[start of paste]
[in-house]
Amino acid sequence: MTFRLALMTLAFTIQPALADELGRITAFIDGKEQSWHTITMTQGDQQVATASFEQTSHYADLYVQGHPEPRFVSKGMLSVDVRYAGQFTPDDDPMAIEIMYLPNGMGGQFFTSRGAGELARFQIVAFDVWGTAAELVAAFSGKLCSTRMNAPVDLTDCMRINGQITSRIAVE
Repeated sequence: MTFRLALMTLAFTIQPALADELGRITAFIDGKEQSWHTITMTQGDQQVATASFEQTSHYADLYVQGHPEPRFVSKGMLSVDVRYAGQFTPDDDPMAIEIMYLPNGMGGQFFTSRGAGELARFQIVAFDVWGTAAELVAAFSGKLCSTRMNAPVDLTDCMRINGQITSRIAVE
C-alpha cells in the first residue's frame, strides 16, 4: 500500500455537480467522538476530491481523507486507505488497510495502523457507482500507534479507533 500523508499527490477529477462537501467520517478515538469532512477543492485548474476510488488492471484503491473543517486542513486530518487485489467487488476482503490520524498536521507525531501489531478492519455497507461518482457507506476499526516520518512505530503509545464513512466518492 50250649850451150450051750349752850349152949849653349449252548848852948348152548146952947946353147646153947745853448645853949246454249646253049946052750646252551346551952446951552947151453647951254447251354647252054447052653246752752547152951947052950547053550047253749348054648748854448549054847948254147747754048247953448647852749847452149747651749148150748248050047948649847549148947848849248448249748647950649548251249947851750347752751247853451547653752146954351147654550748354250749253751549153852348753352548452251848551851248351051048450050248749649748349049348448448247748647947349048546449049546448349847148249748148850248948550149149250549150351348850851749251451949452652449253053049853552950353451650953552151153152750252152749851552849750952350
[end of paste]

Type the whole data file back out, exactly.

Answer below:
[in-house]
Amino acid sequence: MTFRLALMTLAFTIQPALADELGRITAFIDGKEQSWHTITMTQGDQQVATASFEQTSHYADLYVQGHPEPRFVSKGMLSVDVRYAGQFTPDDDPMAIEIMYLPNGMGGQFFTSRGAGELARFQIVAFDVWGTAAELVAAFSGKLCSTRMNAPVDLTDCMRINGQITSRIAVE
Repeated sequence: MTFRLALMTLAFTIQPALADELGRITAFIDGKEQSWHTITMTQGDQQVATASFEQTSHYADLYVQGHPEPRFVSKGMLSVDVRYAGQFTPDDDPMAIEIMYLPNGMGGQFFTSRGAGELARFQIVAFDVWGTAAELVAAFSGKLCSTRMNAPVDLTDCMRINGQITSRIAVE
C-alpha cells in the first residue's frame, strides 16, 4: 500500500455537480467522538476530491481523507486507505488497510495502523457507482500507534479507533 500523508499527490477529477462537501467520517478515538469532512477543492485548474476510488488492471484503491473543517486542513486530518487485489467487488476482503490520524498536521507525531501489531478492519455497507461518482457507506476499526516520518512505530503509545464513512466518492 50250649850451150450051750349752850349152949849653349449252548848852948348152548146952947946353147646153947745853448645853949246454249646253049946052750646252551346551952446951552947151453647951254447251354647252054447052653246752752547152951947052950547053550047253749348054648748854448549054847948254147747754048247953448647852749847452149747651749148150748248050047948649847549148947848849248448249748647950649548251249947851750347752751247853451547653752146954351147654550748354250749253751549153852348753352548452251848551851248351051048450050248749649748349049348448448247748647947349048546449049546448349847148249748148850248948550149149250549150351348850851749251451949452652449253053049853552950353451650953552151153152750252152749851552849750952350